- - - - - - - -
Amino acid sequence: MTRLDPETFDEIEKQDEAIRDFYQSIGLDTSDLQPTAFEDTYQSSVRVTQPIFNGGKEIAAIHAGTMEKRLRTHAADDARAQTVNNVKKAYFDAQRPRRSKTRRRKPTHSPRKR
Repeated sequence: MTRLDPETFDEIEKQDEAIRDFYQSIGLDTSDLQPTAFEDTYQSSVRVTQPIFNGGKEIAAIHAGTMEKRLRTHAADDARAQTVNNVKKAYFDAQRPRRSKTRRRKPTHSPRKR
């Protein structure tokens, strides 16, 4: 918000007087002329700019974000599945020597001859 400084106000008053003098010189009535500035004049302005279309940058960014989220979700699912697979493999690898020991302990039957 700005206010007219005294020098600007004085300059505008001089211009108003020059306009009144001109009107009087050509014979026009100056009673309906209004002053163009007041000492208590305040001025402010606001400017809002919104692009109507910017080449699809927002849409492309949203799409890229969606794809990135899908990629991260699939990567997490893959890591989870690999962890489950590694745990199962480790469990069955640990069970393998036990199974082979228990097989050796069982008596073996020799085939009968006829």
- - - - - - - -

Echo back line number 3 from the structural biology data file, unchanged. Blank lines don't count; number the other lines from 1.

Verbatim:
């Protein structure tokens, strides 16, 4: 918000007087002329700019974000599945020597001859 400084106000008053003098010189009535500035004049302005279309940058960014989220979700699912697979493999690898020991302990039957 700005206010007219005294020098600007004085300059505008001089211009108003020059306009009144001109009107009087050509014979026009100056009673309906209004002053163009007041000492208590305040001025402010606001400017809002919104692009109507910017080449699809927002849409492309949203799409890229969606794809990135899908990629991260699939990567997490893959890591989870690999962890489950590694745990199962480790469990069955640990069970393998036990199974082979228990097989050796069982008596073996020799085939009968006829």